Vitamin D and calcium supplements do not appear to reduce menopausal symptoms in older women, reports a new study published in Maturitas, the official journal of the European Menopause and Andropause Society.
The study of 34,157 women aged 50–79 is part of the Women’s Health Initiative, which is one of the largest clinical trials to evaluate the most common causes of death, disability and impaired quality of life in menopausal women. Researchers at the Kaiser Permanente Center for Health Research in Portland, OR followed the participants (all of whom were menopausal) from the mid-1990s to 2005 for an average of 5.7 years and assessed over 20 menopausal symptoms, including hot flashes, emotional well-being, fatigue, and sleep disturbances. Half of the women were assigned to daily calcium/vitamin D supplements while the other half received a placebo.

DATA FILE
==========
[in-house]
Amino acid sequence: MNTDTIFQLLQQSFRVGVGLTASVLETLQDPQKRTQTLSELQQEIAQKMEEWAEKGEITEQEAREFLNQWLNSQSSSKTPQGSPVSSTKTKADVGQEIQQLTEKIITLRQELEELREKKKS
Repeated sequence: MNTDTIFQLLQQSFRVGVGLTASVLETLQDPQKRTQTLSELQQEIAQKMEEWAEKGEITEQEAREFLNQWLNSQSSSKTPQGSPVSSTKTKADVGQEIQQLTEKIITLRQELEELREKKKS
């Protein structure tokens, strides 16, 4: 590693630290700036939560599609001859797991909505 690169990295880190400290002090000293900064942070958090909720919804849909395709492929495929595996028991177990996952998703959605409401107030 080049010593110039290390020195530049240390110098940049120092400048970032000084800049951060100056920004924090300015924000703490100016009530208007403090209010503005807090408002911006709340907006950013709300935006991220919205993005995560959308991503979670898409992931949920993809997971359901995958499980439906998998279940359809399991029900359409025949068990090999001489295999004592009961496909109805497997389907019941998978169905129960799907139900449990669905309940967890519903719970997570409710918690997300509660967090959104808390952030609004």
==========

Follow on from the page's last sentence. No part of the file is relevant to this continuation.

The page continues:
Women in the intervention arm reported an average of 6.26 menopausal symptoms over the course of the study compared to an average of 6.32 symptoms in the placebo group. No differences in overall measures of emotional well-being, fatigue, and sleep disturbances were observed between the two groups.
Lead author Erin S. LeBlanc, MD, MPH stated that the results suggest that although women should not rely on vitamin D and calcium supplements to relieve menopausal symptoms, the age of participants in this study could have impacted the findings. While the average age of menopause is 51, the average age of the women in this study was 64; a study of younger women is needed to better understand vitamin D’s potential effects on the most severe symptoms of menopause that typically occur around age 51.
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